Studies have found that beards can be a breeding ground for bacteria and being coarser it traps bugs and dirt more easily.
Beards, it turns out, has become a must-have for men. Whether it is a bit of a stubble, a goatee or one long enough to run your finger through them, the beard is here to stay, and slay.
But have you ever stopped to consider how many nasty bugs could be lurking under your luscious locks?
According to a news published in The Sun, former Manchester United winger Karel Poborsky was diagnosed with lyme disease in 2016 from a tick carrying the disease that was living in his beard.
It momentarily left the Czech midfielder with a paralysed left cheek, but he took to Facebook this week to reassure fans that he was out of the worst.
And it turns out that ticks are not the only things that could be lurking beneath facial hair. Some studies have found that beards can be a breeding ground for bacteria as well.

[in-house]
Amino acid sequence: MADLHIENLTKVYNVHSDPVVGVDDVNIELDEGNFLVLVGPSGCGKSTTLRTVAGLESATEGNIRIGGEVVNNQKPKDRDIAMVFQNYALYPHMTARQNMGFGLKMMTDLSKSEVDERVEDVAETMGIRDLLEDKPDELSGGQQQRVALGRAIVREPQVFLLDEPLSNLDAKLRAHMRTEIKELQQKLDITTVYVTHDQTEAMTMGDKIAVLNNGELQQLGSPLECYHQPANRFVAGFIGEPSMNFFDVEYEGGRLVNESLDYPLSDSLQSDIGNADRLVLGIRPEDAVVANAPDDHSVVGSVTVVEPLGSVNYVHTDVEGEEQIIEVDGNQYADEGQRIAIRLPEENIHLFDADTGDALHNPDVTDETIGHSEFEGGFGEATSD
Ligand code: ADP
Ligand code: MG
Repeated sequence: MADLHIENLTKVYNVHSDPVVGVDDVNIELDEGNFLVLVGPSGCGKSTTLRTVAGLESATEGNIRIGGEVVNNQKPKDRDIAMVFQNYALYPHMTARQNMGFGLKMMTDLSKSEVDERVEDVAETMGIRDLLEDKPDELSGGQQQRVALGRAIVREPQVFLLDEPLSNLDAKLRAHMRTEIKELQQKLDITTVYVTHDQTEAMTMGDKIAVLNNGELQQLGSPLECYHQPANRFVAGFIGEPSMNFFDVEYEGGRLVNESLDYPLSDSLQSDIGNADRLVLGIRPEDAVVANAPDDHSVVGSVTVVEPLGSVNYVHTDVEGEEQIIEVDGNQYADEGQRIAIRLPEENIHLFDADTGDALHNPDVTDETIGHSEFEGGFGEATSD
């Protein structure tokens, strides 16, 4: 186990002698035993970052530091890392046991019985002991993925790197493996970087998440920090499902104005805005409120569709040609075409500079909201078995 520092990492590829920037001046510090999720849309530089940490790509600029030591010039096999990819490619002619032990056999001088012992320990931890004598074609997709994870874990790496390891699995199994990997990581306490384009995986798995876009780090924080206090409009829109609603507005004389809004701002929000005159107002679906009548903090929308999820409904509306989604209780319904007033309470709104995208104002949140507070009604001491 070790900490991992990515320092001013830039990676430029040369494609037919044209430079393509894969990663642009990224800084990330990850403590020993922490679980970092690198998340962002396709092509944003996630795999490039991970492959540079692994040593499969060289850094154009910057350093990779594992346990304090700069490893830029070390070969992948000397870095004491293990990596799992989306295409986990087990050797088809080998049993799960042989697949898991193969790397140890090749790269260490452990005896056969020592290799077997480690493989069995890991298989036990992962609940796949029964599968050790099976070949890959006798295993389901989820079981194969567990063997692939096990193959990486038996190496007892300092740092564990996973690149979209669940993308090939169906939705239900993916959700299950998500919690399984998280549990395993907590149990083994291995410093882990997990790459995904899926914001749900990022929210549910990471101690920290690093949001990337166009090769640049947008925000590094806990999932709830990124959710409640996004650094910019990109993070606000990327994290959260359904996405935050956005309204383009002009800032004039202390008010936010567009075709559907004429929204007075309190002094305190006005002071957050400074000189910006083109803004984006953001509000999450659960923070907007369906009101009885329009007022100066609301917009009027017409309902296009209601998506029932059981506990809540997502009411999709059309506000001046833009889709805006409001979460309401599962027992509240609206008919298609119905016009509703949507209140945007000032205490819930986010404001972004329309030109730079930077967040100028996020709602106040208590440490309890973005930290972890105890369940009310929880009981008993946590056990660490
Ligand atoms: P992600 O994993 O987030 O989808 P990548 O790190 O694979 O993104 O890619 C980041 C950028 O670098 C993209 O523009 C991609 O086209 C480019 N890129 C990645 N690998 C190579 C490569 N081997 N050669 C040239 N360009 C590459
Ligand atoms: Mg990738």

Experts opine that beard hair is coarser that normal hair and it means it can trap bugs and dirt more easily.
In a recent study, experts from Manchester University swabbed men's beards for germs and found a whopping 47 per cent of them contained faecal matter.
And while most men swear they wash their beards with soap, it does nothing to fight the germs.
According to Dr Saah Jarvis, GP and clinical director of Patient.info, who spoke to The Sun, she said it's unlikely the bacteria lurking in beards is going to cause any health concerns.
Some of the germs found on beards include stepholococci, which can cause skin infections and if one is sweating a lot under their beard, they can get skin irritation. They are also more likely to pass germs into the mouth.
Other studies have found that facial hair spreads bacteria more than clean shaven faces.